"The crimes committed by John McClean are abhorrent and the devastation that his actions caused to so many people is unforgivable"
- UCD Rugby Club.
"You got to make sure you don't start poking at shadows in the corner", England coach Eddie Jones on the team's recovery from defeat to Scotland.
"Yeah, but [HARRY BYRNE]is a 21 year old. These things take time, to get the international experience to be able to play 10. Like, if you look at the NFL. There is a 43 year old quarterback lifting the trophy at the end of the tournament and a 10 in rugby is the closest thing to a quarterback, isn't it?" But, Leo, Tom Brady does not hit rucks . . .
"Exactly, he doesn't have to defend in the front line and he can just dive on the ground when he has the ball and the game stops", Leinster coach Leo Cullen inadvertently nixes all the QB comparisons.
By the Numbers
1598 - Dan Carter retires as the highest point scorer in international rugby.
What will be remembered about Dan Carter’s sensational career? Easy, the 33 points in the second Lions test in 2005 should stand the test of time. Carter was perfection incarnate that day in Wellington.
What else? Oh, when his groin snapped during kicking practice at the 2011 World Cup, and New Zealand went into mourning. Or a seemingly miraculous return to form and fitness in 2015 as Carter dropped the goals to guide the All Blacks past South Africa and Australia in the latter stages of the World Cup. This led to him being named World Player of the Year for a third time.
A lucrative stint as Johnny Sexton’s replacement at Racing 92 had Carter winning the Top 14 title with a man of the match display in the final against Toulon at the Camp Nou in Barcelona. It took almost a year before the French Anti-Doping Agency officially cleared him of doping, arising from a urine test after that game showing the corticosteroid prednisolone in his system.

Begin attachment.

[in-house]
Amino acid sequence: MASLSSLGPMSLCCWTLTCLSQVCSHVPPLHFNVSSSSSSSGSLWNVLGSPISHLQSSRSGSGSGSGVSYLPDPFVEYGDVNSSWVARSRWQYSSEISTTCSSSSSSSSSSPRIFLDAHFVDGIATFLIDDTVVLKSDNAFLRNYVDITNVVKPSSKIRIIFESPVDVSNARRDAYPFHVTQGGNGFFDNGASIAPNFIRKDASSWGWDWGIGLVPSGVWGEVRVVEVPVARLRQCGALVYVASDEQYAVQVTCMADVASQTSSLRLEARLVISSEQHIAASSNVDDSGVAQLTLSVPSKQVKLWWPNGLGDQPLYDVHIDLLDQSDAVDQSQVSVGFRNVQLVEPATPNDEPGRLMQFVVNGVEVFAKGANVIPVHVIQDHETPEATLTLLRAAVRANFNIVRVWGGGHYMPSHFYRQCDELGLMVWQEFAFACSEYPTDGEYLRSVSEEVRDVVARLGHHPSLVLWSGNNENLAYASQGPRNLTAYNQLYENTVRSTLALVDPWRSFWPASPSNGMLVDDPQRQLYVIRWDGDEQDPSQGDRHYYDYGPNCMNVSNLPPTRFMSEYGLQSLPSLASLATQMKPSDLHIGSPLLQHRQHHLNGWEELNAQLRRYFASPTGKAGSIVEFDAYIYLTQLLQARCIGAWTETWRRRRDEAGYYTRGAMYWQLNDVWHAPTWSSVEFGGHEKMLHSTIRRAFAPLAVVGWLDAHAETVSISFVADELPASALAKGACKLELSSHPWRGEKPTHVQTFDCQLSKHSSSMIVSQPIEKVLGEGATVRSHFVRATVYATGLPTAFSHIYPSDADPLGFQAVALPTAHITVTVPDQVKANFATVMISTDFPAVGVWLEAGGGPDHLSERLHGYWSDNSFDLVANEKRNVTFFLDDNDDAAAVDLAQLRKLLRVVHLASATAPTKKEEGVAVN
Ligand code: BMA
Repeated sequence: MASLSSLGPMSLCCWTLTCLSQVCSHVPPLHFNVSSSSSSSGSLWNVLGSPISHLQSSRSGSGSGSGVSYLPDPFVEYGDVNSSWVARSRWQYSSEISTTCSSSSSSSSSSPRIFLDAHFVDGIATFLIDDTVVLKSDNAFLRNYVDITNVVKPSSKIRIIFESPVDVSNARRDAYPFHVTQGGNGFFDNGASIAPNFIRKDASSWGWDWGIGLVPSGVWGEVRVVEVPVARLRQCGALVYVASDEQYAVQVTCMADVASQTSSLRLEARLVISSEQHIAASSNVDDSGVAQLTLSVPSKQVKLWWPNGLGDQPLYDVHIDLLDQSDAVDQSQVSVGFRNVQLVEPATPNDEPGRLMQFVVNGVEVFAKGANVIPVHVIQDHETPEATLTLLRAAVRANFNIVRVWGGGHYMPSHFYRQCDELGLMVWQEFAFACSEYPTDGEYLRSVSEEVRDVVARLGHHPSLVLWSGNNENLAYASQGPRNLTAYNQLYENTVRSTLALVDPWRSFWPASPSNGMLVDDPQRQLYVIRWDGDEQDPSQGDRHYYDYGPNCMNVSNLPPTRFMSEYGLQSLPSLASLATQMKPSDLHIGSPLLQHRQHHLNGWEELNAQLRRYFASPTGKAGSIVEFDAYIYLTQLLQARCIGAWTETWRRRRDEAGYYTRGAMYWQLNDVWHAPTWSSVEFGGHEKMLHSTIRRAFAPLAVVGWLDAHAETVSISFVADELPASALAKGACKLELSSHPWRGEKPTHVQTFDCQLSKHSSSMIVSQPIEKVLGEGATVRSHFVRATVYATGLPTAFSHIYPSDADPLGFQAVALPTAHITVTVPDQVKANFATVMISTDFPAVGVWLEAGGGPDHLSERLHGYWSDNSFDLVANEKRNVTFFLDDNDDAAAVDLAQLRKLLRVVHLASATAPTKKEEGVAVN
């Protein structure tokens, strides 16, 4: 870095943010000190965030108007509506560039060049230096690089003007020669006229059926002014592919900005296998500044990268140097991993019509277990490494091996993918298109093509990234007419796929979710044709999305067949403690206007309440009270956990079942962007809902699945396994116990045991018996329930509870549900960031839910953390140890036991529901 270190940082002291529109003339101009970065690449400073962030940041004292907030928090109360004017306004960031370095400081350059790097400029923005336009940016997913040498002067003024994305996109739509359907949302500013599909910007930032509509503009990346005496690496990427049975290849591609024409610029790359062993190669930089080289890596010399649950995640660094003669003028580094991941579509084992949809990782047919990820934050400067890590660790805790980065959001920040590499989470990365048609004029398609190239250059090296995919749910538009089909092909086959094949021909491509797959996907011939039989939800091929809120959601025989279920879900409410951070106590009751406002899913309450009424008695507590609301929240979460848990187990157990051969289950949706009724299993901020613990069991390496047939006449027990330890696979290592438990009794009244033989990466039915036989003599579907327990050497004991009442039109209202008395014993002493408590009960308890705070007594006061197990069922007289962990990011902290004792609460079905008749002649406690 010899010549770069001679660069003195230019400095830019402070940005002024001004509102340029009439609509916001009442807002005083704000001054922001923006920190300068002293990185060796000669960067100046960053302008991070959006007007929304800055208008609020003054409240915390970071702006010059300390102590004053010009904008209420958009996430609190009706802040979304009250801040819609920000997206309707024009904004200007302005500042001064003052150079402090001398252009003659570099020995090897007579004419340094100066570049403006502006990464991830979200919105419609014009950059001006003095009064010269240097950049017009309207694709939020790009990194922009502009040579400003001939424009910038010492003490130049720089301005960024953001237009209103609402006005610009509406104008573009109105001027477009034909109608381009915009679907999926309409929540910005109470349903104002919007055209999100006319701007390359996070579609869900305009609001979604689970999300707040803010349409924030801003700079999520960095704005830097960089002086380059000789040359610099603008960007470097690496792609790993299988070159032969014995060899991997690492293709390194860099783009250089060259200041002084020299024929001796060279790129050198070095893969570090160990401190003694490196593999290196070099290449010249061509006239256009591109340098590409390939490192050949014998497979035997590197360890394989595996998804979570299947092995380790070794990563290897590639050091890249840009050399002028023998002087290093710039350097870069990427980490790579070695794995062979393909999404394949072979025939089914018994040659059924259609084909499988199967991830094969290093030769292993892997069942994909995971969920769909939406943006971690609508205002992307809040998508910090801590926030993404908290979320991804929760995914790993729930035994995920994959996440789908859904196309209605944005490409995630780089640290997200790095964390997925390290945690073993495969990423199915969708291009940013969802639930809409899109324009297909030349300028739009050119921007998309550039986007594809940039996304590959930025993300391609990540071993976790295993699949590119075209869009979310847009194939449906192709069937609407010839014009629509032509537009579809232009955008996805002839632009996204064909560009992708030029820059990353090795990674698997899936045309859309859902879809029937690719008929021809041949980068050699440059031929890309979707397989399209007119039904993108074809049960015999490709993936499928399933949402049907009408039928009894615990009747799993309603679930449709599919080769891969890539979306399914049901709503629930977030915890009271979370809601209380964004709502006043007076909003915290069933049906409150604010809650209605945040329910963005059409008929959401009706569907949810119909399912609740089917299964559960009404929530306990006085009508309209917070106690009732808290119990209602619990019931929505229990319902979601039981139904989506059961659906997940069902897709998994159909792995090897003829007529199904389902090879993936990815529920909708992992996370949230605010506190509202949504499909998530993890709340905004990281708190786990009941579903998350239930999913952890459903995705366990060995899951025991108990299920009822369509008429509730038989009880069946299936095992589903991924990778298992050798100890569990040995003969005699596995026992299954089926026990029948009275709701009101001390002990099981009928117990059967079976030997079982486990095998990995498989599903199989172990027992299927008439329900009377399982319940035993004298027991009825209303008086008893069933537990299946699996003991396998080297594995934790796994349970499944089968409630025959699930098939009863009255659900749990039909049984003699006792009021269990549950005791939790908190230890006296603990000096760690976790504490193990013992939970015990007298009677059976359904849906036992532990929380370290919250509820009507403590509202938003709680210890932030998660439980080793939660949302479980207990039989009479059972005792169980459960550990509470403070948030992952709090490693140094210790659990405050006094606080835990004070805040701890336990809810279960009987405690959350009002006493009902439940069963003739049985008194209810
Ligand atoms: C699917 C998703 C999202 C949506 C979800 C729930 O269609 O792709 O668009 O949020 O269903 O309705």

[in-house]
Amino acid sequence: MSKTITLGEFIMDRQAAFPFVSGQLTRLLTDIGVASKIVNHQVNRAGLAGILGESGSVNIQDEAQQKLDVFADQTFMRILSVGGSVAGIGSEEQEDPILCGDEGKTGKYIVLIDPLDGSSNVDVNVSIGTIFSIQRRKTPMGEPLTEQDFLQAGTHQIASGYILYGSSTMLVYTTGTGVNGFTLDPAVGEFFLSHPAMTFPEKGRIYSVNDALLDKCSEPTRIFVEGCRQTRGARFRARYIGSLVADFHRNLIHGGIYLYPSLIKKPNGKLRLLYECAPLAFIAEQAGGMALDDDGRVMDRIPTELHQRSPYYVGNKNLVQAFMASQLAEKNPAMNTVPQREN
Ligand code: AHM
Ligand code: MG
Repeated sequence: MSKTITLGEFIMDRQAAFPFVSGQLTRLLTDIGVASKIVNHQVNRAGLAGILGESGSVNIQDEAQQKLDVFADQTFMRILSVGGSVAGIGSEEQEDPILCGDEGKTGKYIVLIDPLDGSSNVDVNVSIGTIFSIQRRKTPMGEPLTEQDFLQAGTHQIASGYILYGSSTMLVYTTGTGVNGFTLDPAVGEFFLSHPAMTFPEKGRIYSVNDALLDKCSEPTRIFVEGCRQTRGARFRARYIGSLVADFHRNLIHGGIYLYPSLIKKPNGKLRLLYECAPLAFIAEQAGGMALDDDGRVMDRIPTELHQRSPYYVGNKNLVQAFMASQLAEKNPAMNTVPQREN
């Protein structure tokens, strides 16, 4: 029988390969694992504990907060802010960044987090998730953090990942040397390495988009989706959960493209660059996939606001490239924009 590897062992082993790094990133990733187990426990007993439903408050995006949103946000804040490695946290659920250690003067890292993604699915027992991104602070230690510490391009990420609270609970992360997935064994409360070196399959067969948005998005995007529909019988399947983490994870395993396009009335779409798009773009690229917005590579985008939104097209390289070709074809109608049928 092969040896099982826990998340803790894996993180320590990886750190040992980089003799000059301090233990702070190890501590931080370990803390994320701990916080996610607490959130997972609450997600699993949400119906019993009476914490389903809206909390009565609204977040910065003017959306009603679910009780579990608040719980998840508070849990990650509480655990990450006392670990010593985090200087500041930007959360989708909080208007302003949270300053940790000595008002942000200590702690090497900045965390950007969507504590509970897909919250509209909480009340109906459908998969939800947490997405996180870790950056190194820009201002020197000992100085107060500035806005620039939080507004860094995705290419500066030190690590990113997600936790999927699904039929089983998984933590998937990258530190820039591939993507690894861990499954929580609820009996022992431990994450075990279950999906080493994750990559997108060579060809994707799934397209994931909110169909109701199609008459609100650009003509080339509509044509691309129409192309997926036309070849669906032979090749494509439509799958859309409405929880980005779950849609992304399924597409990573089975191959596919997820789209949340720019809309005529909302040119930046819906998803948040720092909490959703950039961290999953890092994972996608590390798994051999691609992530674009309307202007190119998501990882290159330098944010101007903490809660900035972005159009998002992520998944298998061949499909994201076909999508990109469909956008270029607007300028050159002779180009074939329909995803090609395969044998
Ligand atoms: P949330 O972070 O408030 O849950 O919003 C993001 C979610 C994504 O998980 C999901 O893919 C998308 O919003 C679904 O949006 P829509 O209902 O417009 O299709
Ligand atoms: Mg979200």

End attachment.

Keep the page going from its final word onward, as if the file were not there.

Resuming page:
“I’m confident that people will read past the headlines and see that I’ve done nothing wrong.”
Carter officially retires at age 38. To many he will be seen as the greatest to ever play the game. The longevity and resilience of his career makes that almost impossible to contest. We still prefer Richie.
French Covid mystery
Here is what we do not know about the Covid outbreak in the France squad. The French Federation state it is “uncertain and has not been proven” that the nine positive cases came from a training session with their Sevens squad two days before victory over Ireland in Dublin.
So far, four staff, including head coach Fabien Galthie, and five players have returned positive results for Covid. It means Julien Marchand, Antoine Dupont, Arthur Vincent, Gabin Villière and Mohamed Haouas will miss round three of the Six Nations when Scotland come to Paris this weekend.
At Andy Farrell’s media briefing last Thursday, the Ireland coach confirmed that there were zero negative returns from two rounds of testing, but the Irish players and coaches were re-tested on Friday and will undergo two rounds of swabs up the nostrils this week.
“We are literally up to the nose in it as far as testing is concerned,” said Farrell. “We are doing everything we can to make sure we do the right thing.”
Hopefully that is that, but we suspect it is not the last we hear about clusters and quarantine before the Six Nations is completed on March 20th.